• Vates Blues Curled kale (Urban Harvest)
  • Red Russian kale (Ferme Tourne-Sol)
  • Plum Purple radish (The Cottage Gardener)
  • Raxe radish (Ferme Tourne-Sol)
  • Atomic Red carrot (Urban Harvest)
  • Scarlett Nantes carrot (Ferme Tourne-Sol)
  • Jerusalem artichoke (Ferme Tourne-Sol)
  • Detroit Dark Red beet (Ferme Tourne-Sol)
  • Early Wonder beet (Greta’s Organic Garden)
  • Sugar Snap pea (Ferme Tourne Sol)
  • Fordhook Giant swiss chard (Urban Harvest)
  • Sweet Peas flowers (Aimers – bought at Lee Valley)
Plum Purple radish and Sugar Snap peas, early May

Plum Purple radish and Sugar Snap peas, early May

This year we really had our shit together and got our early planting started as soon as the ground was thawed enough to turn over the top 12 inches of soil. But we didn’t just bury the seeds any-old-where in the garden. We planned the early planting with a few things in mind this year – succession planting, crop rotation and interplanting with later season crops.

Succession planting -  Some crops mature quickly, which means that you can/should plant several “batches” of them throughout the growing season to maintain a constant supply of your favourite salad fixin’s! These include lettuce, arugula, spinach, beets and radishes (and carrots to a lesser degree.) Successive rounds of planting can be done every 2-4 weeks for these crops.

This has implications for your first round of planting in the early season; it means that you don’t need to plant all the beets you can eat in one go! Plant some now and more later…  We planted our sunniest garden plot with a small assortment of salad greens, beets and radishes. 2 weeks later, we planted another plot in the garden with radishes and beets. Another round of lettuces will be planted in the coming week. It should be noted, however, that certain crops don’t do well when it gets hot, hot, hot. Spinach and beets will likely not do well when planted into July and August; best to do a couple of plantings in spring and wait for later summer to plant again for fall harvest.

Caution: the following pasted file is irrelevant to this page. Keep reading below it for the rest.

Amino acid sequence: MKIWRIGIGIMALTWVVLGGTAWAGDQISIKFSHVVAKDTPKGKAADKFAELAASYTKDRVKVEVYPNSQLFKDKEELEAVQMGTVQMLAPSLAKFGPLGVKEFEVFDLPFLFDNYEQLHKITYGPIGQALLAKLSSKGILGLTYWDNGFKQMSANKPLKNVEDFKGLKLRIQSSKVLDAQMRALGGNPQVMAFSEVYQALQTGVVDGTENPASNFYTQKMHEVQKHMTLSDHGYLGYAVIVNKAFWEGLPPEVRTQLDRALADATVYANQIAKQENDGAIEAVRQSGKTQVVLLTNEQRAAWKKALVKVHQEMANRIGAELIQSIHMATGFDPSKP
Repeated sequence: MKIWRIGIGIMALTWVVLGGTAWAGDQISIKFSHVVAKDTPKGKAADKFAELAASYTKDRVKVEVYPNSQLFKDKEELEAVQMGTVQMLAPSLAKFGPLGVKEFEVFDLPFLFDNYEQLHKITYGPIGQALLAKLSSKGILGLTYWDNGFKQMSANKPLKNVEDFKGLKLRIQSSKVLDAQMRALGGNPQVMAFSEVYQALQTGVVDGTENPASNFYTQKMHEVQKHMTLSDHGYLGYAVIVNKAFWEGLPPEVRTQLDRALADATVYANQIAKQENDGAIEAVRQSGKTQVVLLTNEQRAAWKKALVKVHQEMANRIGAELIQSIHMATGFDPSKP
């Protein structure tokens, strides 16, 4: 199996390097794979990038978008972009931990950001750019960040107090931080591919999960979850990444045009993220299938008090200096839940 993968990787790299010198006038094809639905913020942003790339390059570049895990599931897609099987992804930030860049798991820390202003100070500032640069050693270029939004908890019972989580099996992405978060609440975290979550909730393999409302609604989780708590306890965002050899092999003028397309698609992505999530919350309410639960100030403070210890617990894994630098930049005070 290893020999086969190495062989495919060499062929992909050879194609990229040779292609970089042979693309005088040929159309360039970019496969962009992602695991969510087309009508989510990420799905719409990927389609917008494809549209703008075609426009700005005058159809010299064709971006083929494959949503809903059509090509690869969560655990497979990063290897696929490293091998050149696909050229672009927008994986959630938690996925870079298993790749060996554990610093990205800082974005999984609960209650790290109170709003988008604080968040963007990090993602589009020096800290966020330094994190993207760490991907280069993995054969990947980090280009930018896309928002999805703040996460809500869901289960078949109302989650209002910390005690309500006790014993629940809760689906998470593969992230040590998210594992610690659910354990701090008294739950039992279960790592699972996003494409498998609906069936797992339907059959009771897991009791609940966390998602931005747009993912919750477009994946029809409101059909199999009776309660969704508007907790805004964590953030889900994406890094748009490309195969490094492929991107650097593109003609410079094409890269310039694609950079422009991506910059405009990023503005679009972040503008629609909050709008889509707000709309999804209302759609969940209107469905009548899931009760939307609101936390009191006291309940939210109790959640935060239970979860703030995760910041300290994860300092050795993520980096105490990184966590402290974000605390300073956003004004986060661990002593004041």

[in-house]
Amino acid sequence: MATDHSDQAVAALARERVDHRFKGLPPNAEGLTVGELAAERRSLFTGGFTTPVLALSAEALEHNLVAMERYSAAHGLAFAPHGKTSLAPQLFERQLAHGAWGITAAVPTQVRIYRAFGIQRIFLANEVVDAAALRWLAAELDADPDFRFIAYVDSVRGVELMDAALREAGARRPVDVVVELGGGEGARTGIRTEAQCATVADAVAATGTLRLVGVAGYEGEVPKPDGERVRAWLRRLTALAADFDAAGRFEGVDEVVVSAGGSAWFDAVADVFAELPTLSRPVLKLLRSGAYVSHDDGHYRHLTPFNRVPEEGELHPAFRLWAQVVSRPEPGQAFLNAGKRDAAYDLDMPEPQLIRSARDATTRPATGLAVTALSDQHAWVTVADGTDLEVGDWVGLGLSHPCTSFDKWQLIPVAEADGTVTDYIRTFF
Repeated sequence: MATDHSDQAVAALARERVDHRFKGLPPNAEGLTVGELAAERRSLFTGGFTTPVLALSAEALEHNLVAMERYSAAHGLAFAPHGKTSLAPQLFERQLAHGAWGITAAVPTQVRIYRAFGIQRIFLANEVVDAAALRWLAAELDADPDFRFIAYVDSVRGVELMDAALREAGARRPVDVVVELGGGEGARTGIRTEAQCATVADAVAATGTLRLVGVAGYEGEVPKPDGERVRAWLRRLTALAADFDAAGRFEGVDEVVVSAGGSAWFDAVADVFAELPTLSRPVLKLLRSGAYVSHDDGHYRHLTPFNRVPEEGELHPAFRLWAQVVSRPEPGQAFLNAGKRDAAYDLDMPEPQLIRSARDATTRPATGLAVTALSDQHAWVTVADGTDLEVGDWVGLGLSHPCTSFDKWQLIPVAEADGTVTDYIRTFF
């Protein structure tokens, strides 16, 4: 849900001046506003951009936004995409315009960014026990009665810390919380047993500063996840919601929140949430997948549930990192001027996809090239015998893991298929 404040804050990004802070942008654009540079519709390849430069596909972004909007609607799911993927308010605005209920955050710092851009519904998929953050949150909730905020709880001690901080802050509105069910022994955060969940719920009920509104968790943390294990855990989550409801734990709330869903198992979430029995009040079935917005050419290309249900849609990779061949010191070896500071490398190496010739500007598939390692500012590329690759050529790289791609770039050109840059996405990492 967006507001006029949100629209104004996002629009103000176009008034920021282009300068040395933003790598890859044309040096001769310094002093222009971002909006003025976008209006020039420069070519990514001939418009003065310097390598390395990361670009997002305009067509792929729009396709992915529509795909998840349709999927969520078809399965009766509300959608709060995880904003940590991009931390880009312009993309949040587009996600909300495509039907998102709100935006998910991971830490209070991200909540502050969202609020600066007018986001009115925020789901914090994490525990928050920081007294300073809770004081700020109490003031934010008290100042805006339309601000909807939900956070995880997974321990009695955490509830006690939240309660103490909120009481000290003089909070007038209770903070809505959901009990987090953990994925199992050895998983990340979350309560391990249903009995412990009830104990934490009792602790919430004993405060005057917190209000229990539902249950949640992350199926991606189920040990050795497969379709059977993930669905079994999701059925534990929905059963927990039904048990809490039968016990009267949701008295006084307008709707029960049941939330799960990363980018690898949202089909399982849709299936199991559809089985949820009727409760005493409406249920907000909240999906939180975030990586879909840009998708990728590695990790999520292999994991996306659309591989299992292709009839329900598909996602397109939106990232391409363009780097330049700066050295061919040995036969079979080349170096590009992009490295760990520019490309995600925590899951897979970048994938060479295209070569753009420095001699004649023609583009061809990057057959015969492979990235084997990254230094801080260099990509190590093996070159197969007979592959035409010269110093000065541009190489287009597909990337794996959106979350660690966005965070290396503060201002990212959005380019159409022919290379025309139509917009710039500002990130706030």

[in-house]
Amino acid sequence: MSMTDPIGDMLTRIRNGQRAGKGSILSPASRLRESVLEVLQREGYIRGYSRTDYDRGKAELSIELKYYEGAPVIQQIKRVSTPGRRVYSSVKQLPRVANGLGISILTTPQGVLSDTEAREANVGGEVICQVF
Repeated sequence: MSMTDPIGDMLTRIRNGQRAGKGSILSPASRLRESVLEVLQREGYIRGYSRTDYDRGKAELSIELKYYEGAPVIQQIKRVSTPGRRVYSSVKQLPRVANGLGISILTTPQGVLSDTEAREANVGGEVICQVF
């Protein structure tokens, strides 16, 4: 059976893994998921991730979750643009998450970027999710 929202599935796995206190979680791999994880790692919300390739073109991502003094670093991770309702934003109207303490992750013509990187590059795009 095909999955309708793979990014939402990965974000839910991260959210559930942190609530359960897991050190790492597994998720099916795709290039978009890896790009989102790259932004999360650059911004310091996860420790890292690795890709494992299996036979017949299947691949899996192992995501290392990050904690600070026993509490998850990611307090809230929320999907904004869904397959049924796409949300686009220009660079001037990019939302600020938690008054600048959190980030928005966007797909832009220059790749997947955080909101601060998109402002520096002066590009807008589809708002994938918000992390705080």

(Tip: The book Square Foot Gardening by Mel Bartholomew has some extremely helpful and simple planting charts to help plan succession planting. Highly recommended for urban gardening newbies!)

 Crop rotation - Each crop in the garden needs a different balance of mineral nutrients (namely nitrogen, phosphorus and potassium) from the soil. As a result, the soil can become depleted of one or more nutrients when the same crop is planted in the same place year after year. To avoid this, we are doing our best to switch up the location of crops in the garden. For example, cucumbers are nitrogen-suckers! We will be putting cucumbers in a different spot this year and planting beans – a nitrogen-replenisher – in their place. This is an important consideration in the early season as you plan out the location of your crops in the yard and put in some of the longer-growing early season crops such as kale, chard and peas.

Interplanting – This year we are going to dabble much more with interplanting – the art of planting more than one type of crop together in a harmonious and beneficial way. As noted above, we did our first spring planting in the sunniest garden plot, which is also occupied by our garlic, planted last fall. (See previous post Why yes I do have garlic breath.) This sunny spot is primo tomato growing location, so our plan is to interplant tomato seedlings with the early season greens, radishes and beets. As the tomatoes grow and require more space we will be eating the radishes and beets and will thin out the lettuce. In the heat of the summer the few heads of lettuce that remain will enjoy partial shade from the towering tomatoes and (in theory) will not bolt as quickly as lettuce that is exposed to the direct blazing sun… stay tuned to see how that works out!

If you haven’t planted anything yet and are reading this thinking “Aww man, I’ve missed the boat and now it’s too late!” then please stop worrying. You can plant now. Or next week. Just please do plant this spring!